What has Jesus called you to do? How has the overflowing grace and love of God enfolded you and empowered you, especially in times when you have made poor choices out of ignorance or pride or spiritual weakness? You aren’t alone in these situations: In yesterday’s scripture—Psalm 14—the psalmist speaks of our weaknesses, even going so far as to say, “There is no one who does good, not even one” (v. 3, niv). When was the last time you shared with someone what Jesus has done in your life? Are you thankful for being a disciple of Jesus Christ?
Today’s reading begins with the author of First Timothy’s simple confession of thanks to Jesus who has fully accepted him: “I am grateful to Christ Jesus our Lord.” I am grateful to Jesus Christ for my calling. A calling from God is a burning desire that gives urgency to do something about what Jesus has imprinted on our heart. I have been the first Korean-American woman to serve in many of the roles I have filled in the United Methodist Church. I am opening a door for future generations of Korean-American women. Imprinted on my heart is the desire to advocate for those who are marginalized—women and persons who are among racial and ethnic minorities—so that they experience “full acceptance” of God. As a response to my call, I am extra diligent in my work and ministry. God’s mercy and grace strengthen and empower me when I face tokenism, discrimination, and prejudice.
I thank God for my “holy burden.” At times it seems too much to carry, and at times I fret over it. But then, I stop and acknowledge that this burden is accompanied by God’s sufficient grace upon me. What a privilege of knowing this God who brings us together in the midst of diversity!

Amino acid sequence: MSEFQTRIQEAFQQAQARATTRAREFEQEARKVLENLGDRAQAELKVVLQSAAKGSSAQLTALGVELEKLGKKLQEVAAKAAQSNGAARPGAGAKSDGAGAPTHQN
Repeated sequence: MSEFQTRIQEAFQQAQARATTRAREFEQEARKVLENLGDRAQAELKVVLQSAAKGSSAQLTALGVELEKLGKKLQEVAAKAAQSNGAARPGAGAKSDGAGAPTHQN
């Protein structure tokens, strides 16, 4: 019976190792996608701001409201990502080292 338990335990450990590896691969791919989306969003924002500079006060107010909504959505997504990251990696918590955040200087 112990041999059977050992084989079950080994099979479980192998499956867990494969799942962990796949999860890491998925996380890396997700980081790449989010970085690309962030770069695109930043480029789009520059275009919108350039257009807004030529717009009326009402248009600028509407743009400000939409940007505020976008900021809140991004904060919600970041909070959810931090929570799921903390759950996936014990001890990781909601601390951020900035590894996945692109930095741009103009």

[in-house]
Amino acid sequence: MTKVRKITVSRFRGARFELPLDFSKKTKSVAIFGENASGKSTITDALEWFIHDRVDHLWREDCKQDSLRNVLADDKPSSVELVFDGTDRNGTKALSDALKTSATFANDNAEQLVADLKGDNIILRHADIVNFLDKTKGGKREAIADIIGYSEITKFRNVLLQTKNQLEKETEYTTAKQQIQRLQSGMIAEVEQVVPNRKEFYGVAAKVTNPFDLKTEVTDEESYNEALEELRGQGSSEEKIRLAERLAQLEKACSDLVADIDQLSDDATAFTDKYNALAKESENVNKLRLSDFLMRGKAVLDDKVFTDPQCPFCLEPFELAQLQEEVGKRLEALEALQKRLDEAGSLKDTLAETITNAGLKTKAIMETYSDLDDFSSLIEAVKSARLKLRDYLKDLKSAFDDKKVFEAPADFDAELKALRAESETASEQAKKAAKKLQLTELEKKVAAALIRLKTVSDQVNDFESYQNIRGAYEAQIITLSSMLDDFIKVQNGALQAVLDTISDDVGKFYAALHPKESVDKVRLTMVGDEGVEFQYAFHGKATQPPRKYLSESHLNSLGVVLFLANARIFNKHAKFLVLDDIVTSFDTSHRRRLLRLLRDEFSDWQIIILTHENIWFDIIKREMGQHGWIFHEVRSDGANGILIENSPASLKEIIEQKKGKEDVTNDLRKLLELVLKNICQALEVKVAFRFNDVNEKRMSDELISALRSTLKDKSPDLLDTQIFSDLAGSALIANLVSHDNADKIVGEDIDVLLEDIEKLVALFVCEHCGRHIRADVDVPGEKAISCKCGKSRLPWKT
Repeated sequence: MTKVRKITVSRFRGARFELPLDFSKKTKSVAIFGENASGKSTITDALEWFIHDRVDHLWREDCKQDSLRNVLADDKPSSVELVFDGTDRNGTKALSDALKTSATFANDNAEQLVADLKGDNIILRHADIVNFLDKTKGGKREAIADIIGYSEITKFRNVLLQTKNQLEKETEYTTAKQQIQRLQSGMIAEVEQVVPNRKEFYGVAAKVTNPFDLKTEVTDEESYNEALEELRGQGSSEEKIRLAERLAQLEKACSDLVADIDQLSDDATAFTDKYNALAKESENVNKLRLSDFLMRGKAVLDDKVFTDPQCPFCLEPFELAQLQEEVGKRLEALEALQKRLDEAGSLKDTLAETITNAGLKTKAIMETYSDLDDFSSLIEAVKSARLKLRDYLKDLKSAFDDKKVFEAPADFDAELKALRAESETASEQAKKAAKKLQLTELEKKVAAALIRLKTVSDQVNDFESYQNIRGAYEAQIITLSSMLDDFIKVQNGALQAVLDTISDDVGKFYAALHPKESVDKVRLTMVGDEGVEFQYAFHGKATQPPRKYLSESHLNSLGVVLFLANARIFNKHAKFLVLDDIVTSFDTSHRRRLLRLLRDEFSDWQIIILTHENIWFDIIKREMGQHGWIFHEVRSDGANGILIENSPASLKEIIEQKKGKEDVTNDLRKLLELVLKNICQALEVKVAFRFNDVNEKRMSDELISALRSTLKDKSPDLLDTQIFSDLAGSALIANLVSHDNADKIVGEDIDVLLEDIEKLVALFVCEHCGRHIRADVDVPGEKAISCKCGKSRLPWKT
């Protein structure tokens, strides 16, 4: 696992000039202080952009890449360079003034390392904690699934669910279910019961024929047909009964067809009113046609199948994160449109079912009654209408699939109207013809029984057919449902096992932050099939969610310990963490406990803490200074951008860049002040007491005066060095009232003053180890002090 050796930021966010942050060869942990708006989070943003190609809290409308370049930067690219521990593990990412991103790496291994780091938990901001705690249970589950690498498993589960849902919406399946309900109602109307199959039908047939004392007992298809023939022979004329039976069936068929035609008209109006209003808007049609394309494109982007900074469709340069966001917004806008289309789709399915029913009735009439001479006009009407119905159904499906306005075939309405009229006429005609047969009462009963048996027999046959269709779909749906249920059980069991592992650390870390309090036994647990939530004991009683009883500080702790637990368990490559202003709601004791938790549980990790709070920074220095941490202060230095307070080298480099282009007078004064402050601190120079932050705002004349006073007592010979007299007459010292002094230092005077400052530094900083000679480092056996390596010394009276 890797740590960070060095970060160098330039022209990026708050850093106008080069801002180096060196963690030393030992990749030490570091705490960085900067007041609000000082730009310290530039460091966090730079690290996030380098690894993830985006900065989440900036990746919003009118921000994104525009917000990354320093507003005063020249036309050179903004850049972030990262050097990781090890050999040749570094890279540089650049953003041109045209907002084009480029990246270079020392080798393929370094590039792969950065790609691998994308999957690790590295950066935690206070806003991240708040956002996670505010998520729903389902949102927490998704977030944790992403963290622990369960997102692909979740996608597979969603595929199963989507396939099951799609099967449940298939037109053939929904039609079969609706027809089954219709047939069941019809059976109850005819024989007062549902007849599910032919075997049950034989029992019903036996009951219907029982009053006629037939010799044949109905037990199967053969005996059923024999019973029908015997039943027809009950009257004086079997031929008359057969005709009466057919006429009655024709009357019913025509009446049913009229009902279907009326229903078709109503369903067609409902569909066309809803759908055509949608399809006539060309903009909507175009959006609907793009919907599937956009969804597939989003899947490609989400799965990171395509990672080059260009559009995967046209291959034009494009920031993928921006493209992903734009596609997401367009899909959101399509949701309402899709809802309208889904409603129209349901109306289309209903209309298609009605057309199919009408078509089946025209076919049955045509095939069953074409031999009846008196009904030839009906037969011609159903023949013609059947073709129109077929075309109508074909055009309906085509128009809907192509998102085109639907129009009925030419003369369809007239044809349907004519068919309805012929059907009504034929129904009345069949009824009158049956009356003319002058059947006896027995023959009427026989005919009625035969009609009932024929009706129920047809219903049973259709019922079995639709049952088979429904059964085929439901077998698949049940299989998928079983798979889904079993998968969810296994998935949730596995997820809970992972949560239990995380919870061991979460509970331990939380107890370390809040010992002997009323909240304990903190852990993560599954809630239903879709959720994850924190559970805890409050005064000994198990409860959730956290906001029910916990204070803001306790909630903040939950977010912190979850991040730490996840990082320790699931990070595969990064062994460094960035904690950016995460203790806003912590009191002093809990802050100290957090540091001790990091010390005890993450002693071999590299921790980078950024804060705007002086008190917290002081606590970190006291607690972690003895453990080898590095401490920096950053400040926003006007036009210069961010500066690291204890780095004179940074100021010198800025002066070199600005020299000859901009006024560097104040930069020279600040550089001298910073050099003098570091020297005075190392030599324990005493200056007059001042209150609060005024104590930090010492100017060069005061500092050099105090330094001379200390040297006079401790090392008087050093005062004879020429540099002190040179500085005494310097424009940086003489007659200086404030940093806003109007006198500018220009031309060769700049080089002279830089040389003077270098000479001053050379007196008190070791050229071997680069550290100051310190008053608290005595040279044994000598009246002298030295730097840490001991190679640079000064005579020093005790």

I am grateful, O God, for what you have done through Jesus Christ in my life. Now help me testify about your grace and love to others. Amen.
Jeremiah’s warning of coming judgment continues. The children of Israel have become foolish, have ignored God, and have become good mainly at doing evil. God is going to respond to this situation. The psalmist describes the state of all who are foolish: they deny God and follow their own corrupt desires, including the oppression of the poor. The author of First Timothy, traditionally Paul, says that this was also his former way of life. He has been foolish and ignorant, a persecutor of the followers of Christ. In fact, he had been the worst of all sinners; yet Christ has shown him mercy, not judgment. Jesus tells two parables to reveal God’s heart. Rather than neglecting the ignorant, the foolish, and the lost, God searches to find each one of us.
Read Jeremiah 4:11-12, 22-28. How do your actions show others that you know God?
Read Psalm 14. When have you, like the psalmist, felt that no one knows God? How did you have faith that God would restore God’s people?
Read 1 Timothy 1:12-17. Recall a time when you felt unworthy of Christ Jesus’ full acceptance. How has that experience made you more grateful for Christ’s mercy?
Read Luke 15:1-10. In a world full of death and violence, how do you rejoice when God finds one lost person?
Respond by posting a prayer.
This season, Whitney R. Simpson has given us the gift we must open: a clear, accessible invitation to connect with the divine spark that is within us. This is the best present: being present for Jesus’ birth, God made human.”
Learn more about our newest Advent resource, Fully Human, Fully Divine here.